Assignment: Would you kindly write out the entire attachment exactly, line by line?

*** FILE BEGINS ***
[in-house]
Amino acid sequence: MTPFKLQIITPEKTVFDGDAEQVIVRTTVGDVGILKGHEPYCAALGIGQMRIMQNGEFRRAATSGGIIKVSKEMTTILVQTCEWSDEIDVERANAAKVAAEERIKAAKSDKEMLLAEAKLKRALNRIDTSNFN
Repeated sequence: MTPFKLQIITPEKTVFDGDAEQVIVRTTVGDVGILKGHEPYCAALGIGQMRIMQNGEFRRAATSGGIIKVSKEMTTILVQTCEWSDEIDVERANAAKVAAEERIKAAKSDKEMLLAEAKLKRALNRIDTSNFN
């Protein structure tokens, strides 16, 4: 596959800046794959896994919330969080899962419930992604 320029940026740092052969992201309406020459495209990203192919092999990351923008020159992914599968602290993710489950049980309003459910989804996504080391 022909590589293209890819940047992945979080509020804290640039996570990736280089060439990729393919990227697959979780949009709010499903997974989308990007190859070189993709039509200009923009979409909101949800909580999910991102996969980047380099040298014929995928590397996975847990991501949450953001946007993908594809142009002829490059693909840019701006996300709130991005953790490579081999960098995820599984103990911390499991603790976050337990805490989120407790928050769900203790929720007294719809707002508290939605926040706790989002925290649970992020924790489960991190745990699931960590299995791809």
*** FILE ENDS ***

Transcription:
[in-house]
Amino acid sequence: MTPFKLQIITPEKTVFDGDAEQVIVRTTVGDVGILKGHEPYCAALGIGQMRIMQNGEFRRAATSGGIIKVSKEMTTILVQTCEWSDEIDVERANAAKVAAEERIKAAKSDKEMLLAEAKLKRALNRIDTSNFN
Repeated sequence: MTPFKLQIITPEKTVFDGDAEQVIVRTTVGDVGILKGHEPYCAALGIGQMRIMQNGEFRRAATSGGIIKVSKEMTTILVQTCEWSDEIDVERANAAKVAAEERIKAAKSDKEMLLAEAKLKRALNRIDTSNFN
């Protein structure tokens, strides 16, 4: 596959800046794959896994919330969080899962419930992604 320029940026740092052969992201309406020459495209990203192919092999990351923008020159992914599968602290993710489950049980309003459910989804996504080391 022909590589293209890819940047992945979080509020804290640039996570990736280089060439990729393919990227697959979780949009709010499903997974989308990007190859070189993709039509200009923009979409909101949800909580999910991102996969980047380099040298014929995928590397996975847990991501949450953001946007993908594809142009002829490059693909840019701006996300709130991005953790490579081999960098995820599984103990911390499991603790976050337990805490989120407790928050769900203790929720007294719809707002508290939605926040706790989002925290649970992020924790489960991190745990699931960590299995791809």